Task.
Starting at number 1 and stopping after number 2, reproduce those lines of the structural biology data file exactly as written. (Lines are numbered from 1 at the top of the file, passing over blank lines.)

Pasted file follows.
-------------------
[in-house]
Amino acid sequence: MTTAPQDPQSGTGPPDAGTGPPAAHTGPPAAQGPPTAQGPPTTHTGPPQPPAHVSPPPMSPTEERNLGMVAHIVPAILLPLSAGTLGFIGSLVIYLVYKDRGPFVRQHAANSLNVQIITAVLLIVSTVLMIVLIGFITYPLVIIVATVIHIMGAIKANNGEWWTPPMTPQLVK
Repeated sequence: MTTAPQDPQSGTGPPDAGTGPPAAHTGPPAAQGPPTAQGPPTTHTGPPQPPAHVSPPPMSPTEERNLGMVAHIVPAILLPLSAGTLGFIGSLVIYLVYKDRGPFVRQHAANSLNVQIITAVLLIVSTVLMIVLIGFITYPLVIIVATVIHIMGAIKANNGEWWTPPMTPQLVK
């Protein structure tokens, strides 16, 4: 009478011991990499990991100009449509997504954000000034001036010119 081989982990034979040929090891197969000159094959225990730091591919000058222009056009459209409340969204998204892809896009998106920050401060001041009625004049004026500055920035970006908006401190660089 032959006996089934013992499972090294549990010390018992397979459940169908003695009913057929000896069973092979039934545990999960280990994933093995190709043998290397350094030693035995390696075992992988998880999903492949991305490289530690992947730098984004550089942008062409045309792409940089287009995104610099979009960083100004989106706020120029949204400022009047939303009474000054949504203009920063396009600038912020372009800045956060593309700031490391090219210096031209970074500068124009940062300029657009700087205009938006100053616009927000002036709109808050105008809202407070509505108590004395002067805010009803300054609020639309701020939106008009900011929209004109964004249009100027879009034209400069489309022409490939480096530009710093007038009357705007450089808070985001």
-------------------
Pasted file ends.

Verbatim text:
[in-house]
Amino acid sequence: MTTAPQDPQSGTGPPDAGTGPPAAHTGPPAAQGPPTAQGPPTTHTGPPQPPAHVSPPPMSPTEERNLGMVAHIVPAILLPLSAGTLGFIGSLVIYLVYKDRGPFVRQHAANSLNVQIITAVLLIVSTVLMIVLIGFITYPLVIIVATVIHIMGAIKANNGEWWTPPMTPQLVK